golan heights israel doldier
© Reuters / Baz Ratner
An Israeli soldier stands guard in the Occupied Golan Heights.
If all are equal before international law, it's clear some are more equal than others. That much is plain from the fact Washington is driving condemnation of Russia's reabsorption of Crimea, while defending Israel's occupations.

The US and its allies have led the charge in the UN to condemn Moscow for the 2014 move that saw it reassert its historic control over the disputed peninsula. A measure that clearly had the support of an overwhelming majority of locals, which has been proven by subsequent American and German polling.

At the same time, though, it has turned a deaf ear towards that same body's criticism of Israel's annexation of the Golan Heights, internationally recognized as Syrian territory. One gets sanctions, the other gets support.

Special treatment for the US's top ally in the Middle East seems to be immune to the ebbs and flows of domestic politics. Then-president Donald Trump officially endorsed Israeli control over the mountainous region in a dramatic move in 2019. Since this though, President Joe Biden's secretary of state, Antony Blinken, has effectively defended that decision, making it clear there will be no U-turn in policy. "As a practical matter, the control of the Golan in that situation I think remains of real importance to Israel's security," Blinken told CNN earlier this year.

In 1981, the Golan Heights were annexed and many inhabitants of the region to this day reject the citizenship of the occupier. Peace talks have failed and the Israelis have made it clear that they won't be giving up any of their claims in the area. These are the actions of an American ally in one of the world's most volatile regions.

International Law, specifically the Fourth Geneva Convention of 1949, clearly states that countries cannot continue to occupy territory seized as a result of war. For its part, Syria has made it clear that any attempts at a peace deal would be unthinkable as long as the Golan remains occupied, and talks have stalled for a decade.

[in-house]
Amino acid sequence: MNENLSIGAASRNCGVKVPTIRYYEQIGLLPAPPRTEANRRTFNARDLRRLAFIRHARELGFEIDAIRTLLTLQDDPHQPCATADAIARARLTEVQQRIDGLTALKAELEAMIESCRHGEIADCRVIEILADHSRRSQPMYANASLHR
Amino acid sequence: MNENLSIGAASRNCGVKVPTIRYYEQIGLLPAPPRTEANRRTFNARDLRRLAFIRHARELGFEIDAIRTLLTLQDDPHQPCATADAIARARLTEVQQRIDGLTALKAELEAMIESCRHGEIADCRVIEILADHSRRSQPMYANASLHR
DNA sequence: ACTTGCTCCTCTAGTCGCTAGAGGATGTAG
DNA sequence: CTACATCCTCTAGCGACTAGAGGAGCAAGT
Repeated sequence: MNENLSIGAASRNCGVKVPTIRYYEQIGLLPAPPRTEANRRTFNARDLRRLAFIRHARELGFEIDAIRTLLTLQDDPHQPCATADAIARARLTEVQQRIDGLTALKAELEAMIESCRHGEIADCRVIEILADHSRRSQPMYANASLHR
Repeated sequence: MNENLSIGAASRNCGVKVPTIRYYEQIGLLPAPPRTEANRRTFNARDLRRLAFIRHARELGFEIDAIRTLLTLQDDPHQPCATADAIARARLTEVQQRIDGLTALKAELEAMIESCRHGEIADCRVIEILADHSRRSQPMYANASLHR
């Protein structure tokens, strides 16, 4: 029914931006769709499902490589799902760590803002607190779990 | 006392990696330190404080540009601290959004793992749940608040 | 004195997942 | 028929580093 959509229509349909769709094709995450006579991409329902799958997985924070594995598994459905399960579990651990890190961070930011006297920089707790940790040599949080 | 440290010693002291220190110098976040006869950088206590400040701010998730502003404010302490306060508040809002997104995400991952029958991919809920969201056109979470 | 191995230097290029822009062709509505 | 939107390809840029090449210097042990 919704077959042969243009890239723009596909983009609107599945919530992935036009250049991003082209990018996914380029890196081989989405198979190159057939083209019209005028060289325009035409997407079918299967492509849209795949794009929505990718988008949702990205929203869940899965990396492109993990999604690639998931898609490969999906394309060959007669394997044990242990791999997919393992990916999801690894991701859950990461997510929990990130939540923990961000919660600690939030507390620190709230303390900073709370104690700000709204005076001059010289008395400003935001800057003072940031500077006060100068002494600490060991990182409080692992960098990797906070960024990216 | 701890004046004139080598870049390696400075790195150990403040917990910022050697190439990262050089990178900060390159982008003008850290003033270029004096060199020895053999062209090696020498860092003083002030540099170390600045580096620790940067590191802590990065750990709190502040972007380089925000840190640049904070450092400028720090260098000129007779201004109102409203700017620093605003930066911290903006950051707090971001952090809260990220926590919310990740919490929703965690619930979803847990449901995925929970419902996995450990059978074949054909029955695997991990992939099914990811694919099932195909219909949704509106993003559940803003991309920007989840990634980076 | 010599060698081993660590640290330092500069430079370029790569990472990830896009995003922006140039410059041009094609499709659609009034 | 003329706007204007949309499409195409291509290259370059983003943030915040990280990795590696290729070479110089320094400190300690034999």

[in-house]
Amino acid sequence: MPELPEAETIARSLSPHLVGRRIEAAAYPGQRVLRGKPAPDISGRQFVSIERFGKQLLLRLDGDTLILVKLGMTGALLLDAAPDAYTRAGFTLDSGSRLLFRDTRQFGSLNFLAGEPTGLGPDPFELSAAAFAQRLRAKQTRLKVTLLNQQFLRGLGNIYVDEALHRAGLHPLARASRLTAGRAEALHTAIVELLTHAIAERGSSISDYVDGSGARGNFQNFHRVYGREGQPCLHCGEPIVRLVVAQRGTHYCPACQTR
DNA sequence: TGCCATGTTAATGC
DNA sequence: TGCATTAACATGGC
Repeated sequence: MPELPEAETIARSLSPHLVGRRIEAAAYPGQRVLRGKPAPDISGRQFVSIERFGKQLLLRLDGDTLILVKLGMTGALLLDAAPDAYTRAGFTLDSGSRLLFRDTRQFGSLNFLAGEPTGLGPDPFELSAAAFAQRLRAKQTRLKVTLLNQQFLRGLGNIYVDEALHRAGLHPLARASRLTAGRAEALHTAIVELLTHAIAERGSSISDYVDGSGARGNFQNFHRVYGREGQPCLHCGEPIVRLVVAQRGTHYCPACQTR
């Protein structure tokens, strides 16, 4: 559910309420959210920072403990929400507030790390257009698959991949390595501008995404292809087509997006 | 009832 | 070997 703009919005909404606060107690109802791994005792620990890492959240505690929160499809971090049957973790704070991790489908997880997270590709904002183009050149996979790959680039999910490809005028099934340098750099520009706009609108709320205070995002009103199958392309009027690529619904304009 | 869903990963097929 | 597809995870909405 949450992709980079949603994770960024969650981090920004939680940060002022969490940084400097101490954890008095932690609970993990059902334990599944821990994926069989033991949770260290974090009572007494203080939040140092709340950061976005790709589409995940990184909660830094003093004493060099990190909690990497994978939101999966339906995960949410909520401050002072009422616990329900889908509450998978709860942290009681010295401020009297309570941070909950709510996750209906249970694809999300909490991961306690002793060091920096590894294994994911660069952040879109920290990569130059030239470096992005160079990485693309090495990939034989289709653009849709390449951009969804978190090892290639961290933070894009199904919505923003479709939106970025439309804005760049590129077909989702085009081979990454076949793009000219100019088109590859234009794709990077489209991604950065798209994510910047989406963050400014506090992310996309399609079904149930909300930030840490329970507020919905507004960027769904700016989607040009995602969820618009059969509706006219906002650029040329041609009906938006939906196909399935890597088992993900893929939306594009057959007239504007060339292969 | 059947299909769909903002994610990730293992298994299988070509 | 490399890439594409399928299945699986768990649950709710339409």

Crimea, on the other hand, couldn't be a more different situation. Historically a part of the Russian empire, the peninsula was signed over to Kiev by Soviet Premier Nikita Khrushchev, who partly grew up in Eastern Ukraine, at a time when such land exchanges were a mere technicality and internal borders simply didn't exist.

Largely ethnically Russian, its population saw the tumult of the 2014 Maidan with fear and anxiety. After a referendum, which most countries of the world refuse to acknowledge as legitimate, 96% of voters backed reintegration with Russia. A 2019 poll, cited by The Washington Post, found that over four-fifths of locals still backed the link up with Moscow, with even a majority of ethnic Tatars approving.

The, clearly false, idea that the indigenous Tatars are supposedly against Russian rule is the cornerstone of Kiev's propaganda pushback.

In addition, the UN Security Council failed to pass a resolution deeming the referendum invalid after Russia, which holds a permanent seat on the committee, vetoed it. While that is well within the existing structures of international law, the US and its partners instead backed a non-binding resolution expressing dissatisfaction over the situation and the belief that Crimea is Ukrainian.

Both the Black Sea peninsula and the Golan Heights, it is fair to say, have proven controversial in the international arena. What is clear though is that the US has picked sides, using the allegations against Russia as cloud cover for conflict and sanctions, while effectively ignoring those against Israel.

Hypocrisy, it seems, is something that has permeated and continues to permeate American foreign policy and diplomacy. The US cannot look its own people in the eyes - or Ukrainians, or Russians, for that matter - and say it stands for justice, freedom and the rule of law when it exercises these double standards across the world. Its cynicism reveals a shameless and voracious desire to advance its goals, even when there are no moral or legal grounds to do so.

And this isn't just a problem for Washington. Although the EU has made it clear it doesn't support Israel's presence in the Golan Heights, there have been no sanctions and no major condemnations. Yet, the second Russia had signed into law Crimea's status as a federal subject, bureaucrats were dusting off their fountain pens and preparing to sign tough measures into law to punish Moscow.

This policy of both having cake and eating it too seems to be working back home. Despite the clear duplicity, it is anti-Russian sentiment — not anti-Israeli — that predominates in America's political and media institutions. So much so that many would not even come to question the favoritism being shown to a trusted American ally despite the legal implications.

As a world power, the US has an obligation to contribute positively on the world stage — not simply achieve its foreign policy goals at any cost. Hypocrisy undermines its ability to do so. Unfortunately, with American self-interest on the up and self-awareness at all-time lows, the international community may have to wait a while.
Rachel Lloyd, a policy analyst at the Russian Public Affairs Committee (Ru-PAC). She writes about Russia-US relations, international law, and American foreign policy.